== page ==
What's the old saying? “Those who don't know their history are doomed to repeat it.” Trying not to fall into that trap, I've decided to pour over my memory bank of Belmont's Past to better prepare myself for tomorrow's outcome. In so doing, I have found winners of previous runnings that have an awful lot in common with horses in this year's field. Here is what I came up with...
Master of Hounds – Will look to become this year's Go and Go. It was 1990, when the Irish import ran away and hid from the Belmont field that included Derby winner, Unbridled. It was clear that day that the Dermot Weld runner benefited from a strong foundation of training back in Europe that emphasizes distance much more than used for American runners. If it is Master of Hounds tomorrow, sprinting home while the others look like they are standing still, it will be Go and Go all over again.
Santiva – You need to look no longer back than last year's Belmont to find the horse to compare Santiva with. Just like Drosselmeyer, Santiva is a well bred horse who despite good form has not broke through in a big race to date. His strategy should be to get good position early and then grind his way to the wire as the field begins to tire from the marathon distance, just as the Bill Mott trainee was able to do last year.
Brilliant Speed – Birdstone may have been one of the most unpopular winners ever of the Belmont Stakes, but in many ways he reminds me of Brilliant Speed. They both have Classic American breeding that suggests distance. Brilliant Speed will try to make a big late run like the Mary Lou Whitney charge was able to do when he rebounded from a mediocre Derby, skipped the Preakness, and then uncorked a sustained rally which reeled in the people's favorite in the late stages.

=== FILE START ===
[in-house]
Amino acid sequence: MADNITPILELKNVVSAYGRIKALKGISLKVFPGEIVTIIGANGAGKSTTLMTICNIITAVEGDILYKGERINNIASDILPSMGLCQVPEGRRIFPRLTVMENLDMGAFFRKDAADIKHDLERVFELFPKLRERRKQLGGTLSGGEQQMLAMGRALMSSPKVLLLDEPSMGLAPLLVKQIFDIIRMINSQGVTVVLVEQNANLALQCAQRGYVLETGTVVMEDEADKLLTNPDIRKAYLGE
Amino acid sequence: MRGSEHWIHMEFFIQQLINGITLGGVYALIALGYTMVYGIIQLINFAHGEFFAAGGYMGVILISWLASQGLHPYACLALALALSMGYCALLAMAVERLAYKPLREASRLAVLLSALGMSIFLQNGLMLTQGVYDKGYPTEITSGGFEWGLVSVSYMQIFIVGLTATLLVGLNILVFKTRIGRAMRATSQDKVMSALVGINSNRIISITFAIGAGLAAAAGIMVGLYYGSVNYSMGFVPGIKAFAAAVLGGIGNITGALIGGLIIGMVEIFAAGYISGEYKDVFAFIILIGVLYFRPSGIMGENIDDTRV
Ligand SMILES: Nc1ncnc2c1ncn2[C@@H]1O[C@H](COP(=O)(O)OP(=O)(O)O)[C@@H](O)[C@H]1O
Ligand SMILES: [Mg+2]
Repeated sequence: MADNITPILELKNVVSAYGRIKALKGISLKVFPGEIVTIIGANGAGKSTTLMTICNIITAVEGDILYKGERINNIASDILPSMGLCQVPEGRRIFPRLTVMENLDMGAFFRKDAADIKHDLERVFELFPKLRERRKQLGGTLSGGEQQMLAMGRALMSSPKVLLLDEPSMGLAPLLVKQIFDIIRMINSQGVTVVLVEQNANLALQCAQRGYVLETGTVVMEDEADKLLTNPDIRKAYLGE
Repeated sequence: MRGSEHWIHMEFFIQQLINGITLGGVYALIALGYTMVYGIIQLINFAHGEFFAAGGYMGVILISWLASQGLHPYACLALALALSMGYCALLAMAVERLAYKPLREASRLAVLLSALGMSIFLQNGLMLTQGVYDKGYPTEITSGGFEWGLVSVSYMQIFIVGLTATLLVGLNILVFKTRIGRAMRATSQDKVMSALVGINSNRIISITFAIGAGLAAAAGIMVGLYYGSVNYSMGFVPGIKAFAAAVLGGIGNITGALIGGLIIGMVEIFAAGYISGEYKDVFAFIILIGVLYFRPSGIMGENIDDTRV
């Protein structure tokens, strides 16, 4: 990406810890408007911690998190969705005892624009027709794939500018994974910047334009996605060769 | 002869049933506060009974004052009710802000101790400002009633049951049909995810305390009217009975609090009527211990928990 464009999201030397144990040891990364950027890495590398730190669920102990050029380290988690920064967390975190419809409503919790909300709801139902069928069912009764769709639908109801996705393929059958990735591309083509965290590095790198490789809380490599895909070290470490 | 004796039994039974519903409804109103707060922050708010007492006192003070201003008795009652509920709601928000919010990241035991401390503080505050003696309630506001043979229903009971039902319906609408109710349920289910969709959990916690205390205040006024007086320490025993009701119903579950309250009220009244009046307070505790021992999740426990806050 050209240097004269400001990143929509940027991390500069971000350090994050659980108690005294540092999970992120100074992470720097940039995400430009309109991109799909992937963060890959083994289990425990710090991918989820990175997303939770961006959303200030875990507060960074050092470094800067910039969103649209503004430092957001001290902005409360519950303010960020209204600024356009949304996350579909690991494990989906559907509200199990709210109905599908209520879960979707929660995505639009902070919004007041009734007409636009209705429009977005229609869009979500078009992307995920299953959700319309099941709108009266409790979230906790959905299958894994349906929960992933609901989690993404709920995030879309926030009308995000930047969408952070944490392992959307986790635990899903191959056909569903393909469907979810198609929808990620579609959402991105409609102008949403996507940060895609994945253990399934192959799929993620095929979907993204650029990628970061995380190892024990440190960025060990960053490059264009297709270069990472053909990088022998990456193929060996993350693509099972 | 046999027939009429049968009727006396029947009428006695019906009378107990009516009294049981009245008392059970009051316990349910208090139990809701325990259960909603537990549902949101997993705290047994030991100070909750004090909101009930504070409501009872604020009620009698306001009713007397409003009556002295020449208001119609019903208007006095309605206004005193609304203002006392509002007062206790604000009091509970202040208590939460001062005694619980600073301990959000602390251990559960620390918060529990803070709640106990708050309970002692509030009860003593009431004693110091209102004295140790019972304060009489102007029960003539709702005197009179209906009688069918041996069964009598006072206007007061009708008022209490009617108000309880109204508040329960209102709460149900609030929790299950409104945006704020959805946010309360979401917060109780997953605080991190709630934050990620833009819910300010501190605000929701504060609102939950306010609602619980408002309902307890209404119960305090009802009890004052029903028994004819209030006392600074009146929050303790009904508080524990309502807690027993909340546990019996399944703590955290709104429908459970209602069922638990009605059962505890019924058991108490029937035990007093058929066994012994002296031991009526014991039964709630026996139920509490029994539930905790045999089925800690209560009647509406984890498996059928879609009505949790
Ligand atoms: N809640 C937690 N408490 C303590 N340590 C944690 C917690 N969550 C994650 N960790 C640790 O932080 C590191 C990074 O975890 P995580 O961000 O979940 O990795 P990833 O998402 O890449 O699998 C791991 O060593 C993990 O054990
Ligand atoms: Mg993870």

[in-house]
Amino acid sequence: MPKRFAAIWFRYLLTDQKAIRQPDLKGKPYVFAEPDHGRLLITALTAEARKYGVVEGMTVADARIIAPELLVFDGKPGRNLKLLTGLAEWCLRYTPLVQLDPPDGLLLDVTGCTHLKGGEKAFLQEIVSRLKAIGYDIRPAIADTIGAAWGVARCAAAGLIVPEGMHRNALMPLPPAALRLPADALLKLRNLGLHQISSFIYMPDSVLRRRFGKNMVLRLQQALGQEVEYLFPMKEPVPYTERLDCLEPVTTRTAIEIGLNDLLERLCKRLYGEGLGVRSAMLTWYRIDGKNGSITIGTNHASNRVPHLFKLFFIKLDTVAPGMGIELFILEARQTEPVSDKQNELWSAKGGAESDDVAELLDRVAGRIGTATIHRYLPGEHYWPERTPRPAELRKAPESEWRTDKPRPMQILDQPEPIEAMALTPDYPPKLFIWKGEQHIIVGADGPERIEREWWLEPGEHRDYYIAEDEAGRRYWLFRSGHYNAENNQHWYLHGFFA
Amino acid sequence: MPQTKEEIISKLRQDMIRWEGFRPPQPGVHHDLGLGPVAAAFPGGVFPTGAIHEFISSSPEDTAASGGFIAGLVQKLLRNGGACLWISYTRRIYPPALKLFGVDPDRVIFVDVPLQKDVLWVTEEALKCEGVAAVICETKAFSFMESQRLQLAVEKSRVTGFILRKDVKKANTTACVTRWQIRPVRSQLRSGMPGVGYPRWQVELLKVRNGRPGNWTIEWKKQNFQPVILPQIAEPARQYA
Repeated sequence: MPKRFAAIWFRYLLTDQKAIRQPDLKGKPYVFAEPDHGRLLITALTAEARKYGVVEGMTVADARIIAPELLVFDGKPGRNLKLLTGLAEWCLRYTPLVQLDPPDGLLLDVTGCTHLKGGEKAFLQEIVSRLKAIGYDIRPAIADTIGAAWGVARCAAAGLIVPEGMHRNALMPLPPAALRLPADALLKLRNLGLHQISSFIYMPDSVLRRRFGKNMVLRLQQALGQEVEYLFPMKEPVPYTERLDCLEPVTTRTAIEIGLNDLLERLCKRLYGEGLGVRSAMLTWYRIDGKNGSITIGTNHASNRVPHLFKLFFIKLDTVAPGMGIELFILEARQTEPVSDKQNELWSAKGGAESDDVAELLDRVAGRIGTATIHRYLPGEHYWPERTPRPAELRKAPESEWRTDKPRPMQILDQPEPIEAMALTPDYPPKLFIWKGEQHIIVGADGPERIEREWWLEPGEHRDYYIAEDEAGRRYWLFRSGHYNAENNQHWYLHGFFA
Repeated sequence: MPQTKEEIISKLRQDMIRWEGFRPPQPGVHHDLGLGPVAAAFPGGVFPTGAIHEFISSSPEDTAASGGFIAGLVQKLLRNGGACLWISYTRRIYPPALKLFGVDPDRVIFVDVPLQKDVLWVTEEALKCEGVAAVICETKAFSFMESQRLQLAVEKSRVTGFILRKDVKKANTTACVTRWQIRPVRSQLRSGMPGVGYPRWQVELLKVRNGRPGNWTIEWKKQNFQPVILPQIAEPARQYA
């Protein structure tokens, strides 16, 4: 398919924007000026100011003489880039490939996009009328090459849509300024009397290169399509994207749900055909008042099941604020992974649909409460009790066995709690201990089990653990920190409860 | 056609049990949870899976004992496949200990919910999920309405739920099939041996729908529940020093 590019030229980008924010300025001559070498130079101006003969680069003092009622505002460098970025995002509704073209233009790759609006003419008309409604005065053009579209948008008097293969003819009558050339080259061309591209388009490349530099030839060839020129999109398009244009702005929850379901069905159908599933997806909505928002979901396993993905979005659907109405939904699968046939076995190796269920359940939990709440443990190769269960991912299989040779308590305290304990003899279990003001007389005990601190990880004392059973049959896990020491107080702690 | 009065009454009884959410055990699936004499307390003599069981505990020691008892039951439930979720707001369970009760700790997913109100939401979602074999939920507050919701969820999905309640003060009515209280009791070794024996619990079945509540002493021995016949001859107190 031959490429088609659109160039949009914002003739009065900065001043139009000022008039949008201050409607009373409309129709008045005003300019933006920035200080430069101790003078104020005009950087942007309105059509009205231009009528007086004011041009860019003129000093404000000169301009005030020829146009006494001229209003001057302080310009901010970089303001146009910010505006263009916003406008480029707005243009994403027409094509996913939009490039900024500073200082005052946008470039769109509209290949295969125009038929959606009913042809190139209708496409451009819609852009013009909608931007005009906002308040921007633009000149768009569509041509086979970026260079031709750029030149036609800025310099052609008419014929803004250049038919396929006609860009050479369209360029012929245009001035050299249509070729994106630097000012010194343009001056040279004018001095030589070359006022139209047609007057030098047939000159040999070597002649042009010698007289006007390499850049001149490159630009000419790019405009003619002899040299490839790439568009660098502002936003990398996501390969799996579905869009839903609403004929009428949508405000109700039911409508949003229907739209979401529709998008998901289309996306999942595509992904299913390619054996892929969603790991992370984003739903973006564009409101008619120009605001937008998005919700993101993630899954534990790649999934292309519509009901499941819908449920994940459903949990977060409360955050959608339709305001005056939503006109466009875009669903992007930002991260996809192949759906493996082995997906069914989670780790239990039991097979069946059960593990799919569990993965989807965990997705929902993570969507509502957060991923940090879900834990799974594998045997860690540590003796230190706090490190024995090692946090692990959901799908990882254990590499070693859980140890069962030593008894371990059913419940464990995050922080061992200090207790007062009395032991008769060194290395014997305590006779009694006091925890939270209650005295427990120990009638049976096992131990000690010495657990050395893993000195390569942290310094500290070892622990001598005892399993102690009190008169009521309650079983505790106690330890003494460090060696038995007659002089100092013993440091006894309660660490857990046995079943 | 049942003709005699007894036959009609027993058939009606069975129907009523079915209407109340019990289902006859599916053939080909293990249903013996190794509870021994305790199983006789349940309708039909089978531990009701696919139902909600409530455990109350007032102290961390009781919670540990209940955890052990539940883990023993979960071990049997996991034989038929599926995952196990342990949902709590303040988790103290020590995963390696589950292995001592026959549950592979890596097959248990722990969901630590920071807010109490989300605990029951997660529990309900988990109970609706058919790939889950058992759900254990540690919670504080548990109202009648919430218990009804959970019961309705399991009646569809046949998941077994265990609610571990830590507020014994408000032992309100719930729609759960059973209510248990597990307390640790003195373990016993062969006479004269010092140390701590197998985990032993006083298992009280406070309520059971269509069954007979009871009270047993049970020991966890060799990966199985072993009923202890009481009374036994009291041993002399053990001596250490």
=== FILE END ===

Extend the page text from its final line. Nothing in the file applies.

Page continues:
Nehro – Empire Maker may seem like a strange choice, as he was more accomplished than Nehro to date, but both horses were lightly raced, and ran a solid 2nd in the Derby, before passing on the Preakness. Empire Maker proved to be as good as anyone in his crop with a solid win over Ten Most Wanted and Funny Cide in the Belmont. It would not be much of a surprise to see Nehro take the same big step tomorrow.
Animal Kingdom – For the Derby winner, I chose Thunder Gulch as a strong comparison. Both were sent off at high odds in the Derby, but were able to make a powerful move on the turn to carry them to the glory and the roses. Each colt ran well in losing races in the Preakness, in fact Animal Kingdom was even closer to winning. Of course, Thunder Gulch went a long way to clinching an Eclipse, with a strong win in the Belmont.
Mucho Macho Man – Like the surprise winner of the 1980 Belmont Stakes, Temperence Hill, Mucho Macho Man has shown flashes of brilliance. Each horse won one of the Kentucky Derby preps but displayed immaturity and disappointed in others. Temperence Hill stretched his long legs to win the Test of a Champion on a wet track, which began a more consistent second half of his champion year. Like him, Mucho Macho Man could be ready to put it all together at Big Sandy.
Shackleford – I went all the way back to Bold Forbes as a horse for Shackleford to emulate. There have been other horses to wire the Belmont, since the 1976 winner, but none came into the race with the credentials of this year's Preakness winner. Back in the day, Bold Forbes was able to use his speed to grab the early lead, and despite getting a little tired late, could not be caught. Shackleford has his work cut out for him, but I would never count out quality speed in any race.
As far as Stay Thirsty, Ruler on Ice, Monzon, Prime Cut, and Isn't He Perfect, I can't say I see to much to recommend them … Of course I couldn't find much to like in Sarava or Da 'Tara either.
[And if you want even more help on the big race, please check out the fantastic research my friend and colleague, Mike Shutty, does on the Super Screener.]